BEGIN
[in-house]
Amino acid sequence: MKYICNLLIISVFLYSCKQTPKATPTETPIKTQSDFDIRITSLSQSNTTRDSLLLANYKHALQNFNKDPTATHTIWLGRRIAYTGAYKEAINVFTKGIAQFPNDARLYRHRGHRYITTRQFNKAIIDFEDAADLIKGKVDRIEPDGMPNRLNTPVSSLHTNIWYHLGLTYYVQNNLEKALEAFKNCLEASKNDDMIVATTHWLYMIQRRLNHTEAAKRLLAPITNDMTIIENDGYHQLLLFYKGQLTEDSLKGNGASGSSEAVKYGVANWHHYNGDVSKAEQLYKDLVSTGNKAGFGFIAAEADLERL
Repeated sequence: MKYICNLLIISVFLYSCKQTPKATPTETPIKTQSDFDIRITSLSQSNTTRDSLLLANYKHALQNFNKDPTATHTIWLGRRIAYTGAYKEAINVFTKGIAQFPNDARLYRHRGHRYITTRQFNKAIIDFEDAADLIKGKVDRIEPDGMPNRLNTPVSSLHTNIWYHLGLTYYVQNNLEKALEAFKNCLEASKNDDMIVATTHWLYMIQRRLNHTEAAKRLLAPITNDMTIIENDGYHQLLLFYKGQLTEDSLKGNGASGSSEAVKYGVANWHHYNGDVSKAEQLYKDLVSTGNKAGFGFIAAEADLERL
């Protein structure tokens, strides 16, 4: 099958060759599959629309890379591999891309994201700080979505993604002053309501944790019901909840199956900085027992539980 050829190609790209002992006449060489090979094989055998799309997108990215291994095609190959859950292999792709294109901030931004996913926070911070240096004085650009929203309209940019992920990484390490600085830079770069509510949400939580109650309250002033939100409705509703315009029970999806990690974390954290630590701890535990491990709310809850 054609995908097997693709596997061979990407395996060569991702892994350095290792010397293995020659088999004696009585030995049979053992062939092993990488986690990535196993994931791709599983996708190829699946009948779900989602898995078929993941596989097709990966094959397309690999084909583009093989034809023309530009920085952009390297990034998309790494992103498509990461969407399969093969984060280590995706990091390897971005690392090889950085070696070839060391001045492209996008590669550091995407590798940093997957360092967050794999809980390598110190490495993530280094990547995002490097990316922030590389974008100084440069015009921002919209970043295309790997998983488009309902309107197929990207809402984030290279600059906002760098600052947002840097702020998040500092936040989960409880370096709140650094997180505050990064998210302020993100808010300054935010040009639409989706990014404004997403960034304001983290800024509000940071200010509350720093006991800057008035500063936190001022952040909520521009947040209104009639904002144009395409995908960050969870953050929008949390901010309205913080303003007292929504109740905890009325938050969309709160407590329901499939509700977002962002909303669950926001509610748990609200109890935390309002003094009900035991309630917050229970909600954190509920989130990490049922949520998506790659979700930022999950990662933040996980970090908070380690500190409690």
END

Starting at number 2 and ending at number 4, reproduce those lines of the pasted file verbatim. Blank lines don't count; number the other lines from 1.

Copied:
Amino acid sequence: MKYICNLLIISVFLYSCKQTPKATPTETPIKTQSDFDIRITSLSQSNTTRDSLLLANYKHALQNFNKDPTATHTIWLGRRIAYTGAYKEAINVFTKGIAQFPNDARLYRHRGHRYITTRQFNKAIIDFEDAADLIKGKVDRIEPDGMPNRLNTPVSSLHTNIWYHLGLTYYVQNNLEKALEAFKNCLEASKNDDMIVATTHWLYMIQRRLNHTEAAKRLLAPITNDMTIIENDGYHQLLLFYKGQLTEDSLKGNGASGSSEAVKYGVANWHHYNGDVSKAEQLYKDLVSTGNKAGFGFIAAEADLERL
Repeated sequence: MKYICNLLIISVFLYSCKQTPKATPTETPIKTQSDFDIRITSLSQSNTTRDSLLLANYKHALQNFNKDPTATHTIWLGRRIAYTGAYKEAINVFTKGIAQFPNDARLYRHRGHRYITTRQFNKAIIDFEDAADLIKGKVDRIEPDGMPNRLNTPVSSLHTNIWYHLGLTYYVQNNLEKALEAFKNCLEASKNDDMIVATTHWLYMIQRRLNHTEAAKRLLAPITNDMTIIENDGYHQLLLFYKGQLTEDSLKGNGASGSSEAVKYGVANWHHYNGDVSKAEQLYKDLVSTGNKAGFGFIAAEADLERL
């Protein structure tokens, strides 16, 4: 099958060759599959629309890379591999891309994201700080979505993604002053309501944790019901909840199956900085027992539980 050829190609790209002992006449060489090979094989055998799309997108990215291994095609190959859950292999792709294109901030931004996913926070911070240096004085650009929203309209940019992920990484390490600085830079770069509510949400939580109650309250002033939100409705509703315009029970999806990690974390954290630590701890535990491990709310809850 054609995908097997693709596997061979990407395996060569991702892994350095290792010397293995020659088999004696009585030995049979053992062939092993990488986690990535196993994931791709599983996708190829699946009948779900989602898995078929993941596989097709990966094959397309690999084909583009093989034809023309530009920085952009390297990034998309790494992103498509990461969407399969093969984060280590995706990091390897971005690392090889950085070696070839060391001045492209996008590669550091995407590798940093997957360092967050794999809980390598110190490495993530280094990547995002490097990316922030590389974008100084440069015009921002919209970043295309790997998983488009309902309107197929990207809402984030290279600059906002760098600052947002840097702020998040500092936040989960409880370096709140650094997180505050990064998210302020993100808010300054935010040009639409989706990014404004997403960034304001983290800024509000940071200010509350720093006991800057008035500063936190001022952040909520521009947040209104009639904002144009395409995908960050969870953050929008949390901010309205913080303003007292929504109740905890009325938050969309709160407590329901499939509700977002962002909303669950926001509610748990609200109890935390309002003094009900035991309630917050229970909600954190509920989130990490049922949520998506790659979700930022999950990662933040996980970090908070380690500190409690």